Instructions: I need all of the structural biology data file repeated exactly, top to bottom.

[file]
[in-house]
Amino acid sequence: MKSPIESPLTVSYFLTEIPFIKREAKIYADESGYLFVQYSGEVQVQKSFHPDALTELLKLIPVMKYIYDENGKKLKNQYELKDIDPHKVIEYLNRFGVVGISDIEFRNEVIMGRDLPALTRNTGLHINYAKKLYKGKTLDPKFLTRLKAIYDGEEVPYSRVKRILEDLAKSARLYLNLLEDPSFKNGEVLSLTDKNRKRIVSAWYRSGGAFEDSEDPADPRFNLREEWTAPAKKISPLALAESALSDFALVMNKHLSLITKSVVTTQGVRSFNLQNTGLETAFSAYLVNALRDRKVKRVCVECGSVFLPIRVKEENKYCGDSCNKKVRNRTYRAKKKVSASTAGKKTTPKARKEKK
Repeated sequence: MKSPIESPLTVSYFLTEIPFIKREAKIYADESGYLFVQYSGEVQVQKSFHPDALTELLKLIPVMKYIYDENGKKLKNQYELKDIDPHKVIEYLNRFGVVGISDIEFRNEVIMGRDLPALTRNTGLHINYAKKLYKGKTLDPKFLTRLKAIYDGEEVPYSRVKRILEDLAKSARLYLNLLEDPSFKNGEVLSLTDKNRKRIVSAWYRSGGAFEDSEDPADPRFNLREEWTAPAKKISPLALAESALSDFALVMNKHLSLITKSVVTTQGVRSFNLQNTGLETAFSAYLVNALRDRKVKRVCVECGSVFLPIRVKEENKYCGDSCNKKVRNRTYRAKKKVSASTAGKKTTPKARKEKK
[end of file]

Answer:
[in-house]
Amino acid sequence: MKSPIESPLTVSYFLTEIPFIKREAKIYADESGYLFVQYSGEVQVQKSFHPDALTELLKLIPVMKYIYDENGKKLKNQYELKDIDPHKVIEYLNRFGVVGISDIEFRNEVIMGRDLPALTRNTGLHINYAKKLYKGKTLDPKFLTRLKAIYDGEEVPYSRVKRILEDLAKSARLYLNLLEDPSFKNGEVLSLTDKNRKRIVSAWYRSGGAFEDSEDPADPRFNLREEWTAPAKKISPLALAESALSDFALVMNKHLSLITKSVVTTQGVRSFNLQNTGLETAFSAYLVNALRDRKVKRVCVECGSVFLPIRVKEENKYCGDSCNKKVRNRTYRAKKKVSASTAGKKTTPKARKEKK
Repeated sequence: MKSPIESPLTVSYFLTEIPFIKREAKIYADESGYLFVQYSGEVQVQKSFHPDALTELLKLIPVMKYIYDENGKKLKNQYELKDIDPHKVIEYLNRFGVVGISDIEFRNEVIMGRDLPALTRNTGLHINYAKKLYKGKTLDPKFLTRLKAIYDGEEVPYSRVKRILEDLAKSARLYLNLLEDPSFKNGEVLSLTDKNRKRIVSAWYRSGGAFEDSEDPADPRFNLREEWTAPAKKISPLALAESALSDFALVMNKHLSLITKSVVTTQGVRSFNLQNTGLETAFSAYLVNALRDRKVKRVCVECGSVFLPIRVKEENKYCGDSCNKKVRNRTYRAKKKVSASTAGKKTTPKARKEKK